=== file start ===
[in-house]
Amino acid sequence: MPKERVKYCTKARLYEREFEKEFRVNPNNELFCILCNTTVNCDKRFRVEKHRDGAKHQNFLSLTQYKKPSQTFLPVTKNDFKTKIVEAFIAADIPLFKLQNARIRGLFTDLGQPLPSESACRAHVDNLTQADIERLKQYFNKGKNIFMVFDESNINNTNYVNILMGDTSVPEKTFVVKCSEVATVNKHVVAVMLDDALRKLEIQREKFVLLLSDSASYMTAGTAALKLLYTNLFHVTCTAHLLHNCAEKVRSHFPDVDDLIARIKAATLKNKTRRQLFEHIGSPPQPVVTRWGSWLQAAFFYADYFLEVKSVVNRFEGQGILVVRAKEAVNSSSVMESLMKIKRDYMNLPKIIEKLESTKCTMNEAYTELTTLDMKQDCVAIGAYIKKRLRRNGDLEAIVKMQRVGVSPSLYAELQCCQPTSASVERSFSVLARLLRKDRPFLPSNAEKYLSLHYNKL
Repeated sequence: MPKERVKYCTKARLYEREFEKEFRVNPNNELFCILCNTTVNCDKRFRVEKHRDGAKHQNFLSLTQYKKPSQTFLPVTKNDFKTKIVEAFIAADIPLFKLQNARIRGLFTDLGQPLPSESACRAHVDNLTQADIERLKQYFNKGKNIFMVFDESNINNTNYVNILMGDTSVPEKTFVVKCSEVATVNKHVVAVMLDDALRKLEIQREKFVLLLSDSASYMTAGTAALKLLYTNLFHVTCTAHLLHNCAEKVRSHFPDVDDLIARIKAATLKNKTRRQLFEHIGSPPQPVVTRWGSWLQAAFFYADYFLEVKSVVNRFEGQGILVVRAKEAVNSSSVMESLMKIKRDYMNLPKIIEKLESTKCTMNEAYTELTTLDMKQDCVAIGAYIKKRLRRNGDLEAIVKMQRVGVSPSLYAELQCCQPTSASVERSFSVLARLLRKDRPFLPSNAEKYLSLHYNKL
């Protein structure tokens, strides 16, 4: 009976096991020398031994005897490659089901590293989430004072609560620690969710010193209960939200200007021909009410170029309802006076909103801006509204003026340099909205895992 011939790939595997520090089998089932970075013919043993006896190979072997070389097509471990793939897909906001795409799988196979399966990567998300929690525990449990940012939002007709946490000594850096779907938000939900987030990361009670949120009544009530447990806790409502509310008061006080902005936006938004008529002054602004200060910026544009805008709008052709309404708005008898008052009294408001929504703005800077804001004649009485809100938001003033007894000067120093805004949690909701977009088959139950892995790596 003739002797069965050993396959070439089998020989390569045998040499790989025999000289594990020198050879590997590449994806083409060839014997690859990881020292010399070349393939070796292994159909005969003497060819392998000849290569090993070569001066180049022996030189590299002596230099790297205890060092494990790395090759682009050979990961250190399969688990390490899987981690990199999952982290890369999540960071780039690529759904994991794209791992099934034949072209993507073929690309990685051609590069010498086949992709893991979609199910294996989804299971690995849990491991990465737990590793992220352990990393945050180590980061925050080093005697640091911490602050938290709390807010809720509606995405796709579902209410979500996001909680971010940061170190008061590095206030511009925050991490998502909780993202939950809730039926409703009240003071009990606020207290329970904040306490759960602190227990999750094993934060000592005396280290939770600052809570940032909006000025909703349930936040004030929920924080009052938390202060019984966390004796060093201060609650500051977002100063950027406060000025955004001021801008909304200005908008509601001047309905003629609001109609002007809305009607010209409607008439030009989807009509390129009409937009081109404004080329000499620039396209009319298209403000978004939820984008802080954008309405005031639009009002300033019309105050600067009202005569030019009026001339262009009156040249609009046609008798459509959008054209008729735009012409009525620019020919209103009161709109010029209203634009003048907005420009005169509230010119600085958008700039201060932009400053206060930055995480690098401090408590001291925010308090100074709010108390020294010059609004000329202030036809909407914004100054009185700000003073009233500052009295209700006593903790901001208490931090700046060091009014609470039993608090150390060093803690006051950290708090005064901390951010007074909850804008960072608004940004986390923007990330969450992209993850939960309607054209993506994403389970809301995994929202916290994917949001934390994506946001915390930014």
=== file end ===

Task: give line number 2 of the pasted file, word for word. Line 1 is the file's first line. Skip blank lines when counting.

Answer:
Amino acid sequence: MPKERVKYCTKARLYEREFEKEFRVNPNNELFCILCNTTVNCDKRFRVEKHRDGAKHQNFLSLTQYKKPSQTFLPVTKNDFKTKIVEAFIAADIPLFKLQNARIRGLFTDLGQPLPSESACRAHVDNLTQADIERLKQYFNKGKNIFMVFDESNINNTNYVNILMGDTSVPEKTFVVKCSEVATVNKHVVAVMLDDALRKLEIQREKFVLLLSDSASYMTAGTAALKLLYTNLFHVTCTAHLLHNCAEKVRSHFPDVDDLIARIKAATLKNKTRRQLFEHIGSPPQPVVTRWGSWLQAAFFYADYFLEVKSVVNRFEGQGILVVRAKEAVNSSSVMESLMKIKRDYMNLPKIIEKLESTKCTMNEAYTELTTLDMKQDCVAIGAYIKKRLRRNGDLEAIVKMQRVGVSPSLYAELQCCQPTSASVERSFSVLARLLRKDRPFLPSNAEKYLSLHYNKL